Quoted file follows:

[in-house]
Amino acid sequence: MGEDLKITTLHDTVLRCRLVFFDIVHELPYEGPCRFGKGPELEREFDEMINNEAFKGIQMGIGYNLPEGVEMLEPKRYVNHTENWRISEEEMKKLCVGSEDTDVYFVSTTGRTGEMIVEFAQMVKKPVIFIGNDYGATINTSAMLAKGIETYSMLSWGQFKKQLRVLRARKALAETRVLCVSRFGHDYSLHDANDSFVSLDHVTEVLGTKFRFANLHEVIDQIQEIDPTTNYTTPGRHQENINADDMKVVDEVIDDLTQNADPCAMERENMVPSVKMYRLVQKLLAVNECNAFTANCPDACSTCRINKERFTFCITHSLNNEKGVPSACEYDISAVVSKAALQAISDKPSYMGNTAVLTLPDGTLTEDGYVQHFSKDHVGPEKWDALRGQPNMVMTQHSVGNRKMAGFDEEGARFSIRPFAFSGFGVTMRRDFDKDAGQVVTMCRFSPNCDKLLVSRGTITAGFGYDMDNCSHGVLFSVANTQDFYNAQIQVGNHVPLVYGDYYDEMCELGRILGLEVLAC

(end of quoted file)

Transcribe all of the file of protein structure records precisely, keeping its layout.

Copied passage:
[in-house]
Amino acid sequence: MGEDLKITTLHDTVLRCRLVFFDIVHELPYEGPCRFGKGPELEREFDEMINNEAFKGIQMGIGYNLPEGVEMLEPKRYVNHTENWRISEEEMKKLCVGSEDTDVYFVSTTGRTGEMIVEFAQMVKKPVIFIGNDYGATINTSAMLAKGIETYSMLSWGQFKKQLRVLRARKALAETRVLCVSRFGHDYSLHDANDSFVSLDHVTEVLGTKFRFANLHEVIDQIQEIDPTTNYTTPGRHQENINADDMKVVDEVIDDLTQNADPCAMERENMVPSVKMYRLVQKLLAVNECNAFTANCPDACSTCRINKERFTFCITHSLNNEKGVPSACEYDISAVVSKAALQAISDKPSYMGNTAVLTLPDGTLTEDGYVQHFSKDHVGPEKWDALRGQPNMVMTQHSVGNRKMAGFDEEGARFSIRPFAFSGFGVTMRRDFDKDAGQVVTMCRFSPNCDKLLVSRGTITAGFGYDMDNCSHGVLFSVANTQDFYNAQIQVGNHVPLVYGDYYDEMCELGRILGLEVLAC